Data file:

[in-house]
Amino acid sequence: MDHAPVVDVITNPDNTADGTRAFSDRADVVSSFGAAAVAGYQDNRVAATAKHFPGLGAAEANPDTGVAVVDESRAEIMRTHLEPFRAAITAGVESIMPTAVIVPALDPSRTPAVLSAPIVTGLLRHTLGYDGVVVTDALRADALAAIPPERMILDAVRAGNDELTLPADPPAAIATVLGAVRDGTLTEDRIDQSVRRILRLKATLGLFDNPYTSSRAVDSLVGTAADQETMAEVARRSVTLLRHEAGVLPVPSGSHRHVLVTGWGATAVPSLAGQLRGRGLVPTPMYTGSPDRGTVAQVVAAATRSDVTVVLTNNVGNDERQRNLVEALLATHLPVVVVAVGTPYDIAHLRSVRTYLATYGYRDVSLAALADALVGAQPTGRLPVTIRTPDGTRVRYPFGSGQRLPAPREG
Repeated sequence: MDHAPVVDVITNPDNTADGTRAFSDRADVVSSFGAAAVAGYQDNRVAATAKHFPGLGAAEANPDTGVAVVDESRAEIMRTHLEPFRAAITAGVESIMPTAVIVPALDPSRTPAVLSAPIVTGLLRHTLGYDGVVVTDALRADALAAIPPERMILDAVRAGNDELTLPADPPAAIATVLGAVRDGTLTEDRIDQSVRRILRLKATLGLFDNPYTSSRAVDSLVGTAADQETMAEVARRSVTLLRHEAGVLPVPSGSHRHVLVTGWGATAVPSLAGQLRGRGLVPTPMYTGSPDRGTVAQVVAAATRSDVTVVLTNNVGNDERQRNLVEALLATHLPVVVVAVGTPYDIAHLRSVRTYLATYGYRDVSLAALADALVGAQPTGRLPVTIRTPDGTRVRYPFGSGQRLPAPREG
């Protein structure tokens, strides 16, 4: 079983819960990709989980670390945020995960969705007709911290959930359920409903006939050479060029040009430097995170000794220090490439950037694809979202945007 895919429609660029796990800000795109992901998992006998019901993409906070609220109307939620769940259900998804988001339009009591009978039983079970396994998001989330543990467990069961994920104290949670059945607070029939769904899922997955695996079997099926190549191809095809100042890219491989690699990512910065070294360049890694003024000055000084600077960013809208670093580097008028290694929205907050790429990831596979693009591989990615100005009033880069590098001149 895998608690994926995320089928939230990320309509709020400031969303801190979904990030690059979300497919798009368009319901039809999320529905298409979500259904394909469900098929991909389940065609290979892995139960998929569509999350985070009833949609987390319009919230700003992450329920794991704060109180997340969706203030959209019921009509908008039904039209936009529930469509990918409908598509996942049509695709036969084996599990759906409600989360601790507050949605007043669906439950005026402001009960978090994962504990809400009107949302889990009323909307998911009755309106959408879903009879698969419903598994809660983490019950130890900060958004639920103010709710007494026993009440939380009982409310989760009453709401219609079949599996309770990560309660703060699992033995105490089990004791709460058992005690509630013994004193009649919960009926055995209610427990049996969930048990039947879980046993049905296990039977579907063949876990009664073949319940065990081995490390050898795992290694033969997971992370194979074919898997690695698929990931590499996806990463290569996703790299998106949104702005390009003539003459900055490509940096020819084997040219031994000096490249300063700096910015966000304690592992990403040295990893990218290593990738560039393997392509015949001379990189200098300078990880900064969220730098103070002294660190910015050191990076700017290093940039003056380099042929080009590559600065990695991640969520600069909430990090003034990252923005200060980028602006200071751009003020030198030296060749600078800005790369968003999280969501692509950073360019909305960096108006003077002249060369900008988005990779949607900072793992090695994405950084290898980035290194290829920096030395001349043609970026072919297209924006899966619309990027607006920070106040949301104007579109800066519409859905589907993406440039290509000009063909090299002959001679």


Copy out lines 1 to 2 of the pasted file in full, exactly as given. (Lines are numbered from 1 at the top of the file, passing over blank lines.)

[in-house]
Amino acid sequence: MDHAPVVDVITNPDNTADGTRAFSDRADVVSSFGAAAVAGYQDNRVAATAKHFPGLGAAEANPDTGVAVVDESRAEIMRTHLEPFRAAITAGVESIMPTAVIVPALDPSRTPAVLSAPIVTGLLRHTLGYDGVVVTDALRADALAAIPPERMILDAVRAGNDELTLPADPPAAIATVLGAVRDGTLTEDRIDQSVRRILRLKATLGLFDNPYTSSRAVDSLVGTAADQETMAEVARRSVTLLRHEAGVLPVPSGSHRHVLVTGWGATAVPSLAGQLRGRGLVPTPMYTGSPDRGTVAQVVAAATRSDVTVVLTNNVGNDERQRNLVEALLATHLPVVVVAVGTPYDIAHLRSVRTYLATYGYRDVSLAALADALVGAQPTGRLPVTIRTPDGTRVRYPFGSGQRLPAPREG